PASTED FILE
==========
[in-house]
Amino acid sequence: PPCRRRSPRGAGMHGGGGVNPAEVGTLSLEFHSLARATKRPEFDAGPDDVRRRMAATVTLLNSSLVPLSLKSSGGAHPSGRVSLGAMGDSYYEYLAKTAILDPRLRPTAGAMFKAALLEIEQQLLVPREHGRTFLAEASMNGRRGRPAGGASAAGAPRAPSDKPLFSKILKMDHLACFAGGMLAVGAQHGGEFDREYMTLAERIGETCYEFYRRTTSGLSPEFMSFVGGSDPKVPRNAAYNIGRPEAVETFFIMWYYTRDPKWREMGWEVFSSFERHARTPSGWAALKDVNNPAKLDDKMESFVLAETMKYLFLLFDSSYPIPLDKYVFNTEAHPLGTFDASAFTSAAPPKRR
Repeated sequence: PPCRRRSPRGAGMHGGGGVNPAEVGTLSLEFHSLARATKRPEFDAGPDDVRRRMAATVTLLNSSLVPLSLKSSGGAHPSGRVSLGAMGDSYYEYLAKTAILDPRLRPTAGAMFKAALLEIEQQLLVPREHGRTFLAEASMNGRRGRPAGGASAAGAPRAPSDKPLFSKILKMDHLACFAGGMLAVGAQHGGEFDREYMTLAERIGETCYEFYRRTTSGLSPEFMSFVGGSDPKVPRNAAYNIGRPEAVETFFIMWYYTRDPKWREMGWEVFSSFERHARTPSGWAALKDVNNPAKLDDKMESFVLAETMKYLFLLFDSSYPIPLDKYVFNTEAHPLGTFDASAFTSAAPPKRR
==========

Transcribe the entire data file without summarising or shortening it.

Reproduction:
[in-house]
Amino acid sequence: PPCRRRSPRGAGMHGGGGVNPAEVGTLSLEFHSLARATKRPEFDAGPDDVRRRMAATVTLLNSSLVPLSLKSSGGAHPSGRVSLGAMGDSYYEYLAKTAILDPRLRPTAGAMFKAALLEIEQQLLVPREHGRTFLAEASMNGRRGRPAGGASAAGAPRAPSDKPLFSKILKMDHLACFAGGMLAVGAQHGGEFDREYMTLAERIGETCYEFYRRTTSGLSPEFMSFVGGSDPKVPRNAAYNIGRPEAVETFFIMWYYTRDPKWREMGWEVFSSFERHARTPSGWAALKDVNNPAKLDDKMESFVLAETMKYLFLLFDSSYPIPLDKYVFNTEAHPLGTFDASAFTSAAPPKRR
Repeated sequence: PPCRRRSPRGAGMHGGGGVNPAEVGTLSLEFHSLARATKRPEFDAGPDDVRRRMAATVTLLNSSLVPLSLKSSGGAHPSGRVSLGAMGDSYYEYLAKTAILDPRLRPTAGAMFKAALLEIEQQLLVPREHGRTFLAEASMNGRRGRPAGGASAAGAPRAPSDKPLFSKILKMDHLACFAGGMLAVGAQHGGEFDREYMTLAERIGETCYEFYRRTTSGLSPEFMSFVGGSDPKVPRNAAYNIGRPEAVETFFIMWYYTRDPKWREMGWEVFSSFERHARTPSGWAALKDVNNPAKLDDKMESFVLAETMKYLFLLFDSSYPIPLDKYVFNTEAHPLGTFDASAFTSAAPPKRR